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Knicks drop Game 3 to 76ers as Joel Embiid explodes after avoiding ejection for ‘dirty’ foul



PHILADELPHIA — The Knicks lost a scrap in the sandbox to the Sixers and the MVP version of Joel Embiid, who averted an ejection after a “dirty” foul on Mitchell Robinson.

Embiid dropped 50 points in the Sixers’ 125-114 victory Thursday night, keeping the first-round series on serve but not without yet another officiating controversy.

Just seven minutes into the contest, the reigning MVP fell to the court and grabbed Robinson’s legs, dragging the Knicks center to the court as he attempted a dunk.

Joel Embiid goes up for a layup after driving past Mitchell Robinson (right) and Josh Hart during the Knicks’ loss to the 76ers. AP

Robinson later sprained his ankle and wasn’t available to the media, but was spotted leaving the arena in a walking boot.

Although the Embiid play likely didn’t cause Robinson’s ankle sprain, it was a significant moment because a Flagrant 2 would’ve automatically ejected Embiid. Instead, following a review, the officials issued a Flagrant 1.

“It was dirty,” Donte DiVincenzo said. “It was dirty.”

Added Josh Hart, “We’re just happy Mitch didn’t get a serious injury on that. I’m all for tough fouls, tough, playoff fouls, but that’s something that can put a guy out for a significant amount of time. So we’re lucky he didn’t get seriously hurt during that time.”

Embiid, who took over in the third quarter with 18 points, explained his drag-down by saying he had “flashbacks” of when Golden State’s Jonathan Kuminga landed on his knee in January and led to surgery.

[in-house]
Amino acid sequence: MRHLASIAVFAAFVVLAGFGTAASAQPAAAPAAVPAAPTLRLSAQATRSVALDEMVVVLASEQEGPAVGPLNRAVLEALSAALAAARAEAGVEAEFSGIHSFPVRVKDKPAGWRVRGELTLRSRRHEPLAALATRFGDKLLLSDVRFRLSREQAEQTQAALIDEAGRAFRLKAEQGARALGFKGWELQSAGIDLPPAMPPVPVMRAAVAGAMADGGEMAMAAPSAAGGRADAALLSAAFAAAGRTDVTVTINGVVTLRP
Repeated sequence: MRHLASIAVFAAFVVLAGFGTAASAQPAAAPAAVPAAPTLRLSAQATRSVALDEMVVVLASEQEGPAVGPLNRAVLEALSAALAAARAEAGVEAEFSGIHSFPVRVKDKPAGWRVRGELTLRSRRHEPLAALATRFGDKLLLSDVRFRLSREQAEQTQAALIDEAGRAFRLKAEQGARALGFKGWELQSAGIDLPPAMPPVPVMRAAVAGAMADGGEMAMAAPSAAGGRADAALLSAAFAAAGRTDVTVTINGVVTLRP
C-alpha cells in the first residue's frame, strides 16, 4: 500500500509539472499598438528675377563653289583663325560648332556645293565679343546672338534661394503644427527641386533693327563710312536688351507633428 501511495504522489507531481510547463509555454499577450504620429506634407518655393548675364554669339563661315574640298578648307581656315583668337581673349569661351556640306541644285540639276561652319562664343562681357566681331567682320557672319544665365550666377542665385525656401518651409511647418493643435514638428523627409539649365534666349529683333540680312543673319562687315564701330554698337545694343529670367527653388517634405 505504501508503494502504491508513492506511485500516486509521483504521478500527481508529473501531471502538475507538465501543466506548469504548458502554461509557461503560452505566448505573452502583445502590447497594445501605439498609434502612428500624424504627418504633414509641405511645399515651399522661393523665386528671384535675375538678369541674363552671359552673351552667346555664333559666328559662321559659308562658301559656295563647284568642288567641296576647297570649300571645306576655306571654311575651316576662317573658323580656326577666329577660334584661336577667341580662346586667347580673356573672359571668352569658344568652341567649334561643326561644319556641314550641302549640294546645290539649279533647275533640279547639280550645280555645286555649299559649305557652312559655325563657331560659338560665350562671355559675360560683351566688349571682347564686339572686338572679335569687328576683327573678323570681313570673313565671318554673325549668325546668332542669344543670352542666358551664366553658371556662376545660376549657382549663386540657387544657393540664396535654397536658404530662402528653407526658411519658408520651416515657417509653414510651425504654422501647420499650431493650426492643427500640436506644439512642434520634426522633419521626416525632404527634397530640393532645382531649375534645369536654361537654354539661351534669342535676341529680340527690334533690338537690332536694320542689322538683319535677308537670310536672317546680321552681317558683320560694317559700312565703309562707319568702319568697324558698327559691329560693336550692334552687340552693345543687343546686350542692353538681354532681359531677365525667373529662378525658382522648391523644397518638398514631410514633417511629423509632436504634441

“It’s unfortunate because I didn’t mean to hurt anybody,” Embiid said. “It’s just in those situations where I have to protect myself because I’ve been in way too many situations where I’m always at the bad end of it.”

Officiating crew chief Zach Zarba stood by the decision to issue a Flagrant 1.

Jalen Brunson drives past Nicolas Batum after taking advantage of a pick set by Precious Achiuwa during the Knicks’ loss. Corey Sipkin for the New York Post

“The unnecessary contact rose to the level of a Flagrant 1 but we were unanimous that this did not rise to the level of excessive contact, unnecessary and excessive, which would have been a Flagrant 2 ejection,” Zarba told a pool reporter. “That’s why we kept it a Flagrant 1.”

So Embiid continued to play and he dominated. He set a career high for the playoffs while hitting 13 of his 19 shots with eight rebounds, his big third quarter allowing the Sixers to end the frame on a 32-19 run to take a 13-point advantage heading into the fourth.

The result meant a 2-1 series lead for the Knicks, with Game 4 not until Sunday afternoon in Wells Fargo Center. No team has ever recovered from a 3-0 deficit, so Thursday was essentially an elimination game for the Sixers and they played with that type of desperation.

It was spicy early.

Tyrese Maxey slams home a dunk during the second half of the Knicks’ loss. Corey Sipkin for the New York Post